Lance Armstrong ( Austin , Texas ) - A familiar face and an even more familiar story again returns to the Olympic Games. Cancer survivor and five-time Tour de France winner, Armstrong, is shooting for a record sixth Tour de France victory this July.
A bronze medalist in the time trial at the 2000 Games, Armstrong is hoping to carry his Tour de France form into Athens to improve upon his result in Sydney .
Tyler Hamilton ( Marblehead , Mass. ) - Hamilton made a name for himself after his courageous and stellar performance in the 2003 Tour de France. The humble, unassuming former teammate of Armstrong who supported his early Tour victories left the USPS team to seek a TDF victory off his own.
Riding for the Danish CSC team in 2003, Hamilton was one of the favorites to win, however a horrific crash in the opening stage left him with a broken collarbone. Determined to press on, he rode the remaining 20 stages to place fourth overall.
Bobby Julich ( Glenwood Springs , Colo. ) - Men’s Road Cycling Julich represents the quintessential comeback story. Billed as the next great American cyclist after Greg LeMond, Julich placed third overall at the 1998 Tour de France. Relative anonymity followed as Julich never returned to that form, but after signing for the Danish CSC team for 2004, Julich has enjoyed a return to stardom and has been on the podium in several of Europe ’s toughest and most prestigious races.
Dede Barry ( Boulder , Colo. ) - Women’s Road Cycling Currently the No. 1-ranked American cyclist in the world and 20 th in the Union Cycliste Internationale (UCI) rankings, Barry is an extremely strong candidate to represent the USA at the 2004 Olympic Games.
Coincidentally, her husband, Michael Barry, is the No. 1-ranked Canadian cyclist in the World and a teammate of Lance Armstrong on the U.S. Postal Service Pro Cycling Team. Avid cooks, the Barrys are publishing a cookbook later this year.
Kimberly Bruckner ( Boulder , Colo. ) - Lance Armstrong is not the only elite American cyclist to beat cancer and return to the top form. Last August, four-time U.S. National Champion and three-time defending U.S. National Time Trial Champion Bruckner was diagnosed with cancer after a tumor was found in her ankle.
The illness cut her 2003 cycling season short but she is now back on the bike competing at cycling’s highest level internationally.
Christine Thorburn ( Davenport , Iowa ) - Women’s Road Cycling New to the elite scene in 2003, Thorburn earned a spot on the team that represented the United States at the 2003 World Championships.
The relative newcomer has already posted impressive finishes at America ’s biggest bike races this spring and is a favorite to win the Team USA Selection Road Race in June to earn a spot on the 2004 U.S. Olympic Team. What makes Thorburn’s success unique is that unlike many of the successful riders in the pro peloton, Thorburn has a day job, as a medical doctor.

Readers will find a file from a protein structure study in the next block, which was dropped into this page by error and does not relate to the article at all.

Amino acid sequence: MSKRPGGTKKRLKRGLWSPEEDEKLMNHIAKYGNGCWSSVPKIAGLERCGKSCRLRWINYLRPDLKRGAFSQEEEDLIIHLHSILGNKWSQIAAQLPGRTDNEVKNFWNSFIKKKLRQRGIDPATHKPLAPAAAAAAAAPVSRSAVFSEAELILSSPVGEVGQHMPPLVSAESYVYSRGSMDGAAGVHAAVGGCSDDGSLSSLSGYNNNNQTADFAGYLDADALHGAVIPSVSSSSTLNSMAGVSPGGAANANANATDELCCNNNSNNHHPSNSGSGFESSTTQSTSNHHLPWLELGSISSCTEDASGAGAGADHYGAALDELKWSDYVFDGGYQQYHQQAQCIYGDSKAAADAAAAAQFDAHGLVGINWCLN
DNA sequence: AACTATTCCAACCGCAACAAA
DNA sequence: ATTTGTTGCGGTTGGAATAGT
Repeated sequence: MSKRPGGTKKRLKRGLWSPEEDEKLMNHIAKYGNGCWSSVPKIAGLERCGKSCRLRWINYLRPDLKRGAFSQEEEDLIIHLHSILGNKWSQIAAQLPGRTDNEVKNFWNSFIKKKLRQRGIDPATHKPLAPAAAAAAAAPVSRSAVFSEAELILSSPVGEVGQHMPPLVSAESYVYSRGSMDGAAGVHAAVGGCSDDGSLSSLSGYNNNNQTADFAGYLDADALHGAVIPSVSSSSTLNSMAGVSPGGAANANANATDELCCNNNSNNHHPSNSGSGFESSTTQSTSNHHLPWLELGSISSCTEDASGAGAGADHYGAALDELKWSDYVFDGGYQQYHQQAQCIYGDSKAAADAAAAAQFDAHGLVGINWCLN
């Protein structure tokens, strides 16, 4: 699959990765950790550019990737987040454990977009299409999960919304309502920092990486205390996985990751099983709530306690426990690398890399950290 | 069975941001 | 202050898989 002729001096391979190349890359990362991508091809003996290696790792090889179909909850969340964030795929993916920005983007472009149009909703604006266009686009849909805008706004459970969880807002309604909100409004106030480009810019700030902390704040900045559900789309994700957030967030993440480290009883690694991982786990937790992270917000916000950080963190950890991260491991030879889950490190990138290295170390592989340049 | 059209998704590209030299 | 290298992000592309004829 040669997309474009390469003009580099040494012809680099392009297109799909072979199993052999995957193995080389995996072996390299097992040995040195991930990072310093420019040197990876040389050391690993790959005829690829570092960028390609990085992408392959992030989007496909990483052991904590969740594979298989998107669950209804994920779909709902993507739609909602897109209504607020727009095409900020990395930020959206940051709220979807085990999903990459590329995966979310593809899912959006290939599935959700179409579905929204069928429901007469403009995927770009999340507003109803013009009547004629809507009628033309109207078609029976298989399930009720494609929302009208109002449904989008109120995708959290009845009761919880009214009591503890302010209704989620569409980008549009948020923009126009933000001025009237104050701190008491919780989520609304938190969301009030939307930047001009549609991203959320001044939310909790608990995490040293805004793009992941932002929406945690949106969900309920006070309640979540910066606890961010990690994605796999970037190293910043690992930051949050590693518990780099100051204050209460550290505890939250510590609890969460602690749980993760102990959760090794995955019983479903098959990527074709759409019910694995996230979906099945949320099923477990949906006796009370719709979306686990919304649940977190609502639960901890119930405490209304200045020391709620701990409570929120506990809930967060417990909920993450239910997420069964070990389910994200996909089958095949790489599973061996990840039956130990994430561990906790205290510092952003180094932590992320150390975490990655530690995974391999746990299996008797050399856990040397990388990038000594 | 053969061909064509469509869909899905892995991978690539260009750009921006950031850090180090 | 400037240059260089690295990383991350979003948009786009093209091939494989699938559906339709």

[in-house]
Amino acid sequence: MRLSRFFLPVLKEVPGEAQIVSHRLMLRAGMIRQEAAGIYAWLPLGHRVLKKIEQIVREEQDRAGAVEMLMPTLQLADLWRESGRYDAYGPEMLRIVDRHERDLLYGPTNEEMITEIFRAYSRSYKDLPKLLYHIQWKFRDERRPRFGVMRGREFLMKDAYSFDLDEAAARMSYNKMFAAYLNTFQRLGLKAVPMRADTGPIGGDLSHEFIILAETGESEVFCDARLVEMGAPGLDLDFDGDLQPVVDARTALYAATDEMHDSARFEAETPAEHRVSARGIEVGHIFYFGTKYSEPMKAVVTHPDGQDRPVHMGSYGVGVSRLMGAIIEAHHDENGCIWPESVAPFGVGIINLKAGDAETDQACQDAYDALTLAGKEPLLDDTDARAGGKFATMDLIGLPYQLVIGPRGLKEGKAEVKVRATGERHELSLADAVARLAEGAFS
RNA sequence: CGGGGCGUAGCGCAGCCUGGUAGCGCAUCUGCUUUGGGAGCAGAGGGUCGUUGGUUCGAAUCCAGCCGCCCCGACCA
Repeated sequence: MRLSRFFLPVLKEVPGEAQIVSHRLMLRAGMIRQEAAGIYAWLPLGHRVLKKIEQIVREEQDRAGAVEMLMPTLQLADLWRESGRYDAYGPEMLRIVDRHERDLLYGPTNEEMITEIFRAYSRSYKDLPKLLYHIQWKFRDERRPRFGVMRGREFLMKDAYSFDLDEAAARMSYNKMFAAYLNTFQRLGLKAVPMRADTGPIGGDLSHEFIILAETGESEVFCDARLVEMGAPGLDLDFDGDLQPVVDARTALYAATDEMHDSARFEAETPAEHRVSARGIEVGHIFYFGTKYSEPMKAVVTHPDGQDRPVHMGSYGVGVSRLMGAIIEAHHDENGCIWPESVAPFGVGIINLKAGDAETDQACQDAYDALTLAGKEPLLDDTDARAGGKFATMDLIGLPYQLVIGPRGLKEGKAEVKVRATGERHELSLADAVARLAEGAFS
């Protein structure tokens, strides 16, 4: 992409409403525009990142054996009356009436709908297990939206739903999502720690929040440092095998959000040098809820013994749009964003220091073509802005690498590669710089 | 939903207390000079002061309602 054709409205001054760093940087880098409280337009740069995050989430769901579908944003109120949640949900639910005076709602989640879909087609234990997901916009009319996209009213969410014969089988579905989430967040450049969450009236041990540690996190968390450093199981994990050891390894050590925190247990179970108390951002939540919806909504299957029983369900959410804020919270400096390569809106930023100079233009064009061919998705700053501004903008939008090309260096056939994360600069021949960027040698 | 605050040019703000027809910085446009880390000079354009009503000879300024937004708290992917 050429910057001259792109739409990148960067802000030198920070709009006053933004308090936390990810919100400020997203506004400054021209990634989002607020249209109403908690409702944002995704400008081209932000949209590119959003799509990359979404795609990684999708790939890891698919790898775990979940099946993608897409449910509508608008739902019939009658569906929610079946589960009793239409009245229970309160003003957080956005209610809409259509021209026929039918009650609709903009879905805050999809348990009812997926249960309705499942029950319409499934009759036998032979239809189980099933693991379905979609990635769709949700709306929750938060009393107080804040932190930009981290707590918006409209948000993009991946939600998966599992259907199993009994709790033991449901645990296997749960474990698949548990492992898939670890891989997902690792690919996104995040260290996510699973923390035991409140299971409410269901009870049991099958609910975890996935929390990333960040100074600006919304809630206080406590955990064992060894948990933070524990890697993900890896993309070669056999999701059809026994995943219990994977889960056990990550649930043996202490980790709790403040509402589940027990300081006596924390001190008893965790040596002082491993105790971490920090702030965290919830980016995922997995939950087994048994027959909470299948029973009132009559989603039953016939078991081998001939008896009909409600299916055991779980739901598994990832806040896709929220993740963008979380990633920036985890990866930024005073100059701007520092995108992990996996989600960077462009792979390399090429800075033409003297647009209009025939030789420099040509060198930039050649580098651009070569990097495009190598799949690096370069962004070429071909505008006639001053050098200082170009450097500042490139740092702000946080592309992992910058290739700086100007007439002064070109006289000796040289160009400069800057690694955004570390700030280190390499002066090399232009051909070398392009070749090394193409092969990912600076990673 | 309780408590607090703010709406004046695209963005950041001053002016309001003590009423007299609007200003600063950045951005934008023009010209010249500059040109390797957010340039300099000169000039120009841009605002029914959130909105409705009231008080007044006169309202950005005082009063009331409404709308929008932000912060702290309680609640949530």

Mari Holden ( Colorado Springs , Colo. ) - Women’s Road Cycling 2000 Olympic silver medalist and World Time Trial Champion, Holden has her sights set on another Olympic medal. She is one of the most decorated cyclists in American history regardless of discipline or gender.
Alison Dunlap ( Colorado Springs , Colo. ) - Women’s Mountain Bike One of the most decorated female mountain bikers in U.S. history, Dunlap became World Champion on Sept 14, 2001 , added an overall World Cup Champion title in 2002, and was primed for a spot on the 2004 U.S. Olympic Team until a horrific injury hurt her chances.
Last June Dunlap crashed hard on a descent, suffered a fourth degree separation of her shoulder and underwent complete reconstructive surgery to repair the injury. With only one spot available to U.S. women for Athens in mountain biking, Dunlap’s chances to fill that spot are slim as the slot will likely go the highest ranked rider in the UCI standings on July 12, 2004 .
Since Dunlap missed most of the 2003 season, her international ranking went from 3 rd to 88 th at the beginning of the 2004 season. But don’t count her out just yet; her stellar performances thus far in 2004 show that she is determined to climb back to the top of her sport, and with six World Cup races on the calendar before Olympic selection, Dunlap is still a favorite.
Marty Nothstein ( Orefield , Pa. ) - Men’s Track Cycling 2000 Olympic gold medalist in the men’s sprint, Nothstein is taking a different approach to the 2004 Games. After 2000, Marty shed 40 pounds and took up road cycling and won one of America ’s biggest races on the road in 2003, the New York City Cycling Championships. Focused again on the Olympics, the new-look Northstein has put aside the sprint events that brought him Olympic success and is focusing his energy on the keirin, an endurance even
Information provided by USOC Press Box